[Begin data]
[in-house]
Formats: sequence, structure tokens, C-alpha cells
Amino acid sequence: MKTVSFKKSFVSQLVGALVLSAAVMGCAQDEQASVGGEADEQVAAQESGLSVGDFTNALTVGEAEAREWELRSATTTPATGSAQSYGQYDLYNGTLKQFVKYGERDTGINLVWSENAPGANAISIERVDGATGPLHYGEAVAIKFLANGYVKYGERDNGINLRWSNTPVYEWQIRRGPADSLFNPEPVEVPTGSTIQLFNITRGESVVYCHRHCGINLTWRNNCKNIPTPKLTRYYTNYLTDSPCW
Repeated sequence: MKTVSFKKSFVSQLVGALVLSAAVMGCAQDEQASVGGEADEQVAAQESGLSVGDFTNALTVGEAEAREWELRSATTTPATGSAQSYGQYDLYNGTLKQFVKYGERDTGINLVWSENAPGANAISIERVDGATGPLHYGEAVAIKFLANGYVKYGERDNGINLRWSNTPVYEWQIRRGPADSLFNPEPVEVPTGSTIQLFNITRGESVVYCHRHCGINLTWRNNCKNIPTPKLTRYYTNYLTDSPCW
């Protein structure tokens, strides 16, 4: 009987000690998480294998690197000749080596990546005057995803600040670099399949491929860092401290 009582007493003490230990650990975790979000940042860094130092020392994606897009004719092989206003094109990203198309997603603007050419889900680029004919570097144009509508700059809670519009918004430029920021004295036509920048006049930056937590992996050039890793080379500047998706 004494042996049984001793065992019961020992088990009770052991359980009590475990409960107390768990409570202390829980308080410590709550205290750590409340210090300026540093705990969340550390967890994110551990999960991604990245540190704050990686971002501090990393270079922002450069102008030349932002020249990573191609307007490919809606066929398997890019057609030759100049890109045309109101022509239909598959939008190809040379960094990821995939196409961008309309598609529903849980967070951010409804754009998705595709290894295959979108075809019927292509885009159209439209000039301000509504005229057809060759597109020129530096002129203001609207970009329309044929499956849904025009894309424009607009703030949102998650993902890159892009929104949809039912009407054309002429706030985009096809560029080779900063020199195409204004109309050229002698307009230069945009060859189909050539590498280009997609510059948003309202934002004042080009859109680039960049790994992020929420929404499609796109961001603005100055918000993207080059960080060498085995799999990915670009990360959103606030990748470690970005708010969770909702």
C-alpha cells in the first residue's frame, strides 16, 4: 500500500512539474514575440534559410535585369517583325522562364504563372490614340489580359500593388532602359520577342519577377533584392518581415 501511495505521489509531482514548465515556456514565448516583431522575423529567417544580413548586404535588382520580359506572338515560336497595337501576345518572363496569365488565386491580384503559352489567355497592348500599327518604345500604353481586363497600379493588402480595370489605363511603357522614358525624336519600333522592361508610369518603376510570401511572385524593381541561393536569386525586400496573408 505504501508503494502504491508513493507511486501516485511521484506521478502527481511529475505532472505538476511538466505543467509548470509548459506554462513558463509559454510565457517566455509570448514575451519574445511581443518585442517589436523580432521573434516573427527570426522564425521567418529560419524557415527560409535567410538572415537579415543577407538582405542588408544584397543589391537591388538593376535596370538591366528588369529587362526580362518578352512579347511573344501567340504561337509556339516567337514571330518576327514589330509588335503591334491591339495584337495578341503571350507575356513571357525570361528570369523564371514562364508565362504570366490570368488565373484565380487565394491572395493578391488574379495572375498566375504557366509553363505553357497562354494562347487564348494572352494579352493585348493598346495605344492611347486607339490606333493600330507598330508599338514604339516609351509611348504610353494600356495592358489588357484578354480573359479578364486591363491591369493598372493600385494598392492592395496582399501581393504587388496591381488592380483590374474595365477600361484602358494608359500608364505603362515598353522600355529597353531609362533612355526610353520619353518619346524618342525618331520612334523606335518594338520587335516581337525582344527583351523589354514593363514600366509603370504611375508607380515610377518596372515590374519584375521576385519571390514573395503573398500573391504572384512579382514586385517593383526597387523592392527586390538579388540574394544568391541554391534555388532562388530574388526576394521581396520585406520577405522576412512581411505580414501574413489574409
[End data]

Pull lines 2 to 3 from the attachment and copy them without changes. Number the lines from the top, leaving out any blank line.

Formats: sequence, structure tokens, C-alpha cells
Amino acid sequence: MKTVSFKKSFVSQLVGALVLSAAVMGCAQDEQASVGGEADEQVAAQESGLSVGDFTNALTVGEAEAREWELRSATTTPATGSAQSYGQYDLYNGTLKQFVKYGERDTGINLVWSENAPGANAISIERVDGATGPLHYGEAVAIKFLANGYVKYGERDNGINLRWSNTPVYEWQIRRGPADSLFNPEPVEVPTGSTIQLFNITRGESVVYCHRHCGINLTWRNNCKNIPTPKLTRYYTNYLTDSPCW